I just love it!

Parents and their children are visiting the American Museum of Natural History (NYC) in droves after the smash hit "Night at the Museum", which was partially filmed at the historic building. I think this time Hollywood got it right when they created a movie that sparks the imagination and prompts thousands to visit, and support, natural history museums.

The American Museum of Natural History has seen a 20 percent boost in attendance this past holiday season because of the family film, which stars Ben Stiller as a museum night watchman who must deal with exhibits that come to life. About 250,000 visitors went to the museum between Dec. 22 and Jan. 7, which is nearly 50,000 more than the same time last year. The spike is attributed partly to the movie and partly because of increased tourism to New York in general.
"The movie has generated a lot of interest," said museum president Ellen V. Futter. "But there's also just terrific excitement about the museum right now especially with some of our exhibits like the live butterflies and the gorgeous gold exhibit."
The museum started a sleep-over program, focusing on children between the ages of 8 and 12, along with their parents or other accompanying adults. Participants, paying $79 each, are asked to bring a sleeping bag and are given cots and light snacks. Futter said the program has been hugely popular and is sold out until June.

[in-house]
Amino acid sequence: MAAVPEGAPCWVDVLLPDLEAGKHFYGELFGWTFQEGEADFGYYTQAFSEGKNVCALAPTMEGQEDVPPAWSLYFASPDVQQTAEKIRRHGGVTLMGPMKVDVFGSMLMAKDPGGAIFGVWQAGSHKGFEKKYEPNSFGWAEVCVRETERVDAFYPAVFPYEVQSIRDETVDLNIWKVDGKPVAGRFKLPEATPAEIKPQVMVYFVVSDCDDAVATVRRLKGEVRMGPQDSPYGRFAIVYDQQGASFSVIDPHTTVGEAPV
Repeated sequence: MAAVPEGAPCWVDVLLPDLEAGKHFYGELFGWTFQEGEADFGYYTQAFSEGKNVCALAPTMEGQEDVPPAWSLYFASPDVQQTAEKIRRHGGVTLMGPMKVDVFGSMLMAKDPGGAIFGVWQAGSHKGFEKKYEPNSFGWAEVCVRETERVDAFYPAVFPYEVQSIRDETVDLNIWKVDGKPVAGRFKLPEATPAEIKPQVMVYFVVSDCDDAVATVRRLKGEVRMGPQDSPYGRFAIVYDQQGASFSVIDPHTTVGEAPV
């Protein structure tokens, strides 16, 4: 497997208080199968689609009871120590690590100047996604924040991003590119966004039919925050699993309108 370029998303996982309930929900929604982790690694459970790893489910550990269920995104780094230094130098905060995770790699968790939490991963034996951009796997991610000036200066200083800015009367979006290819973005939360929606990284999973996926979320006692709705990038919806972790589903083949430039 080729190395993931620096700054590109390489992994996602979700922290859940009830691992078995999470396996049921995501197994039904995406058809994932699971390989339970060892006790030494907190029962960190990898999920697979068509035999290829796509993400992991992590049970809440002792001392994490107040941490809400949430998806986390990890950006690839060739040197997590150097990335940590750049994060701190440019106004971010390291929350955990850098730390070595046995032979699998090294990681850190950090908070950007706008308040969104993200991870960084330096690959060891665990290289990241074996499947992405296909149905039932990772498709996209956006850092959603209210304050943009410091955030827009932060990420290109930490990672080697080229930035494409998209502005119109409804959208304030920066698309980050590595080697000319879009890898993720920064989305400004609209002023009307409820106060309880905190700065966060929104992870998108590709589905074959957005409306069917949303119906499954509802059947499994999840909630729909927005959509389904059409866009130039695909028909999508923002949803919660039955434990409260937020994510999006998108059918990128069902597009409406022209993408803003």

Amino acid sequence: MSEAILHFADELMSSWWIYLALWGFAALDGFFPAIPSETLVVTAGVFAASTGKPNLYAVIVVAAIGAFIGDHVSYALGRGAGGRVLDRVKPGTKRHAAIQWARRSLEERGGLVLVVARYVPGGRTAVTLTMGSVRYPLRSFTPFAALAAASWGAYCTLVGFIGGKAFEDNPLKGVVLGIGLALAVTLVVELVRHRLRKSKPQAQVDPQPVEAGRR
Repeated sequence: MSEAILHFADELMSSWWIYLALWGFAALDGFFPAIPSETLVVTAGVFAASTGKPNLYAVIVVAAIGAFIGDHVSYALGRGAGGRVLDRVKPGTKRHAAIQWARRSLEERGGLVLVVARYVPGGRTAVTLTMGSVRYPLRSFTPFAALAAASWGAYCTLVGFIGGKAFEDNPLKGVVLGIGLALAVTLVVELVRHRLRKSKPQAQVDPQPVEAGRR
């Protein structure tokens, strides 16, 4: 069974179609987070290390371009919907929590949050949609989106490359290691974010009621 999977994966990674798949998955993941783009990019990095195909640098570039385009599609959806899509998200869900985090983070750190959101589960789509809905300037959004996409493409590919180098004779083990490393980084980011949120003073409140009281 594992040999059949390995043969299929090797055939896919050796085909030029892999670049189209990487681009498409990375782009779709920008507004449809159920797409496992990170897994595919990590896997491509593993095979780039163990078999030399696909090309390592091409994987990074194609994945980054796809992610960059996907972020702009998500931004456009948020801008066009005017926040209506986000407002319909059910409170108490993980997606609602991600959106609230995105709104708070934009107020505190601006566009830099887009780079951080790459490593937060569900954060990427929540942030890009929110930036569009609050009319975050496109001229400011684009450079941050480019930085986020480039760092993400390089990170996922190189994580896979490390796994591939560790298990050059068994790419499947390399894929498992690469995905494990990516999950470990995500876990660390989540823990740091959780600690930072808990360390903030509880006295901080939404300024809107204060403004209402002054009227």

The sleepover program has this description:
Break out your sleeping bags and experience the American Museum of Natural History like never before—roaming the halls after the doors close! This unique after-hours chance to explore the Museum's halls, see a Space Show, participate in special activities, and much more will thrill kids ages 8–12 and their caregivers. As the night winds down, you'll camp out under the watchful eye of the blue whale in the Milstein Hall of Ocean Life. Includes an evening snack and light breakfast.
Other natural history museums across the country such as the Field Museum in Chicago and the New York Hall of Science have found success with the sleepover programs as well. My local natural history museums have sleepover programs which my kids have attended. They are really pretty cool and well worth the money.

Anything that brings our youth out to experience the wonderful exhibits in our museums is a huge success in my book. To my homeschool readers: This is definitely something to consider for a homeschool field trip !
Read more here.

New Haven Coliseum Implosion